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Late Night Haiku XXVIII

By Tim Butler | Posted at 23:19

LXXVIII. Oh strange breeze
That blew past me four years ago,
Let thy wind return.

LXXIX. A flea fled to me,
And then I was Donne away,
How much past has past.

LXXX. Familiar autumn,
Lean thy kind embrace on me.
Hint again of then.

Late Night Haiku XXVII

By Tim Butler | Posted at 0:21

LXXVI. Rain drops heavy on roof
Tears remembering the past,
Another life ago.

LXXVII. Crickets chirp as then,
But so much else has changed, set.
Oh, rewind, cruel time!

LXXVIII. A miraculous
Vision one lept year prior this.
Faded now — old ink.

Consumed by Flame

By Tim Butler | Posted at 1:04

One of my projects last semester was to do historical research on a period of Presbyterian history and present it in some form, be it a research paper, a time line, or something else. Starving for some literary time, I decided the obvious choice was to again dabble in the realm of drama. The result was Consumed by Flame. I've mentioned it a bit before, but here are the gory details.

The drama takes place in 1540s Scotland, at the beginning of the Scottish Reformation. The particular inciting incident is the arrest of George Wishart, the Protestant Reformer, by his adversary, David Cardinal Beaton. It is a very interesting piece of history not just for the showdown between them, but for its lasting and serious aftershocks. To what extent did these events bring about the good of the Reformation and to what extent the bad? To what extent did it shape the negative events of later Scottish religious history? The play tries to engage with some of these questions at their root.

From a formal standpoint, the play follows the classic five act structure favored by Shakespeare. It is almost entirely a prose play, however, unlike many of Shakespeare's works. Besides the Bard, the style of the play was influenced primarily by Aeschylus and Marlowe. Of course, I do not claim to emulate any of these greats well, I merely note where I got the inspiration. Weighing in somewhere between Kit Marlowe's Doctor Faustus and Shakespeare's Merchant of Venice in length, I estimate a performance time of approximately two hours, if it were put on stage. I like playing with darkness and light, and, weaving a story that peers into the psyche, and this play follows on those themes, though not as much, perhaps, as Deafening Silence did.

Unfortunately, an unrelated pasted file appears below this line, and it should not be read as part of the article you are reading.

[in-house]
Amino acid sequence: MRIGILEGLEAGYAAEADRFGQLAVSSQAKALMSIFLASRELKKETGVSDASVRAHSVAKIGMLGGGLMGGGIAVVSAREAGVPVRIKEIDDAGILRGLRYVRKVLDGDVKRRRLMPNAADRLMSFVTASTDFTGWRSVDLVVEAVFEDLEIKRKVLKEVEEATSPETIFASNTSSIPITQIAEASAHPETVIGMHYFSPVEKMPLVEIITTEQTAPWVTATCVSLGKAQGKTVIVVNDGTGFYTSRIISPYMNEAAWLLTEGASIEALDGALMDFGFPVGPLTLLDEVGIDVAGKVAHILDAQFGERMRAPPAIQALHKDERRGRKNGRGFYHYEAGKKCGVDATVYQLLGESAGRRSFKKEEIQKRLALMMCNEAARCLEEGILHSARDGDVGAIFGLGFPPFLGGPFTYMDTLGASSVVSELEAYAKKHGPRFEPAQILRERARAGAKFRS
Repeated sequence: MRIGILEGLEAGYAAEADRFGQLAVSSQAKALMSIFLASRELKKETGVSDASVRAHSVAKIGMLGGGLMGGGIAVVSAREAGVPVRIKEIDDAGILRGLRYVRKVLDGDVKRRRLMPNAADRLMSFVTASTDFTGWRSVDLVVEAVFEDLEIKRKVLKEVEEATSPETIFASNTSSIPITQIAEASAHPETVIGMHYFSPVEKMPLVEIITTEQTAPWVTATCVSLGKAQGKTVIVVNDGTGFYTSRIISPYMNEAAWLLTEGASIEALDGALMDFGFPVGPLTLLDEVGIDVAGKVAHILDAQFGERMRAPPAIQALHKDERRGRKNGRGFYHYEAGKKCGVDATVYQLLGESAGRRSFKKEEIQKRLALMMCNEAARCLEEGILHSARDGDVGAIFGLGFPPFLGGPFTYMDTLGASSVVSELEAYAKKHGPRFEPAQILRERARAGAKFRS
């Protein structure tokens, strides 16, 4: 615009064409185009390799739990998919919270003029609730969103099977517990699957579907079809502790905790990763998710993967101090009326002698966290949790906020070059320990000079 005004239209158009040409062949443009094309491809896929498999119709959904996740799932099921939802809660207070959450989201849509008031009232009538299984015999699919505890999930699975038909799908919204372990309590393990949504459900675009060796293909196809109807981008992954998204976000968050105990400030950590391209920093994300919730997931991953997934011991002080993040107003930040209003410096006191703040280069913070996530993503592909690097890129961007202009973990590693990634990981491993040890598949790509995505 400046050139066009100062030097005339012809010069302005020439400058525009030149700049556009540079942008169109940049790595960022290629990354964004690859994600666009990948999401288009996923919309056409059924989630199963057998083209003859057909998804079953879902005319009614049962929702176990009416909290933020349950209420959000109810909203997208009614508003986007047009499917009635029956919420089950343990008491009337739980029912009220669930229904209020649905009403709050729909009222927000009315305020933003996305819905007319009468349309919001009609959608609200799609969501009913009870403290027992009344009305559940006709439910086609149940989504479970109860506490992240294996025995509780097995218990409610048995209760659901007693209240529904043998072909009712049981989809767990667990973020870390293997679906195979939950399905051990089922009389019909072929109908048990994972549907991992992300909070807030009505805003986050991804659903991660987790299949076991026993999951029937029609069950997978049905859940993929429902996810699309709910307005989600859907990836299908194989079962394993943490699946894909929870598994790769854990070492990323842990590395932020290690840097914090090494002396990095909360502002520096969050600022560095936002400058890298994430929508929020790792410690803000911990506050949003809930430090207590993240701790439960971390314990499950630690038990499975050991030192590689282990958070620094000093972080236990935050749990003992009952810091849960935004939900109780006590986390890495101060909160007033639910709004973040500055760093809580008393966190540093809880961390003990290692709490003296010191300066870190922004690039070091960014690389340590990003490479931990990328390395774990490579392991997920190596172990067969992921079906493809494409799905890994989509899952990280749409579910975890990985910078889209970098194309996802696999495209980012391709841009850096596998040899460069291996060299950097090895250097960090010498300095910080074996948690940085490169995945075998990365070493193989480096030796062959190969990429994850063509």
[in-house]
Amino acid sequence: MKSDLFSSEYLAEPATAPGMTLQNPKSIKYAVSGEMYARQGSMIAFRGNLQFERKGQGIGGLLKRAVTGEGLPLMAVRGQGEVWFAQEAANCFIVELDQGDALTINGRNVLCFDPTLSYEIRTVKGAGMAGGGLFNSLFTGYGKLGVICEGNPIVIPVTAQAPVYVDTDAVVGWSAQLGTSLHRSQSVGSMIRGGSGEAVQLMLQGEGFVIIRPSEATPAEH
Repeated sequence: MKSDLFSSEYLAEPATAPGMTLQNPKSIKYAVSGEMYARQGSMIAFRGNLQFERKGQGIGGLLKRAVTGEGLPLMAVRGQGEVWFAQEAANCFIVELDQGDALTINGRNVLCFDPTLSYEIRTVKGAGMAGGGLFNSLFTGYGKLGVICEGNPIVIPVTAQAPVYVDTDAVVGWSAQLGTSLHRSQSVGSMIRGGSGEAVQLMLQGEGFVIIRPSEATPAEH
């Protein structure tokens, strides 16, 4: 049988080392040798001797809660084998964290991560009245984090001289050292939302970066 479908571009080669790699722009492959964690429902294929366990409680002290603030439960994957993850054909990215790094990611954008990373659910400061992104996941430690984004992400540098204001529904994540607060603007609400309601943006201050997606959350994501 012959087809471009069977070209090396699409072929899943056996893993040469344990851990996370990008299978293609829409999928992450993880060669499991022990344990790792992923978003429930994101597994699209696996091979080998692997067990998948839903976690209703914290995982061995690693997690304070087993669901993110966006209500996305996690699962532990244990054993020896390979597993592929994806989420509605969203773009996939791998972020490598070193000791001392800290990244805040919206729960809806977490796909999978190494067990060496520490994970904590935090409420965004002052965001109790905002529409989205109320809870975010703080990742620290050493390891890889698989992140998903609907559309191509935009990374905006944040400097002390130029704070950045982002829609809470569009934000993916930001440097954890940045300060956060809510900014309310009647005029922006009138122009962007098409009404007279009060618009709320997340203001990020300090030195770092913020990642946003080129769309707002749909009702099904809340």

Well, if this has piqued your interested at all, and you would like to take a gander at the script, please let me know. I am looking for some comments on what works and what does not in the play. If nothing else, you'll get all of the footnotes and the works cited page, which will give you some nice material to go on, should you desire to do some historical research.

Late Night Haiku XXVI

By Tim Butler | Posted at 0:54

LXXIII. How a moment past
Once simple seemed, transformed now
To something precious.

LXXIV. Time's cruel wings beat on,
A steady drone unceasing,
As I glance backward.

LXXV. Speak, dear friend, a word,
Ambrosia is a voice heard,
After too long a pause.

Late Night Haiku XXV

By Tim Butler | Posted at 0:25

LXX. Oh Divine wisdom
Pour upon my wearied soul,
Lead me in this time.

LXXI. Foolish as I am,
For the want of a current,
I lost the trickle.

LXXII. Uncaring winds about,
They heed not now nor ever,
The broken and lost.

Late Night Haiku XXIV

By Tim Butler | Posted at 23:24

LXVII. Odd night of fading past,
Yesterday, and now three years,
Trickle to a flood.

LXVIII. A new reminder,
That October into May.
Came unthought today.

LXVIX. The silence denotes
The long past sorrows of Time,
Never glancing back.

September Moon

By Tim Butler | Posted at 22:27

Oh, blood red moon, what fates do you observe,
And behind your cloudy curtain dare to speak?
Illumined now, illumine those who seek!
Your words — strike would they a tender nerve?
No, I do not ask about some famous quest,
Of tragic heroes or of noble paths —
No journey here, and no fate deeméd deaths —
A simple matter really, my only test,
The tragical matter is naught but this:
The suffering of the ordinary fate,
Too plain to be marked by one or all,
No matter of lost Troy, fall'n unto abyss,
But of a worm placed on a hook as bait,
Before his life was spent or fulfilled his call.

Reflection and a Moth

By Tim Butler | Posted at 23:09

My reflection stares back at me in the glass,
A green bug and a moth sit on the pane,
My thoughts run wild and wonder what I've done,
The thoughts and things that I have left unsaid.
O Moth, what thoughts run in your head tonight,
You silent winged creature in dim twilight?
Unlock the stories that remain untold
In the unblinking eyes of the reflected man
Who looks about the darkened window pane.
Do you know where you'll go in the morrow?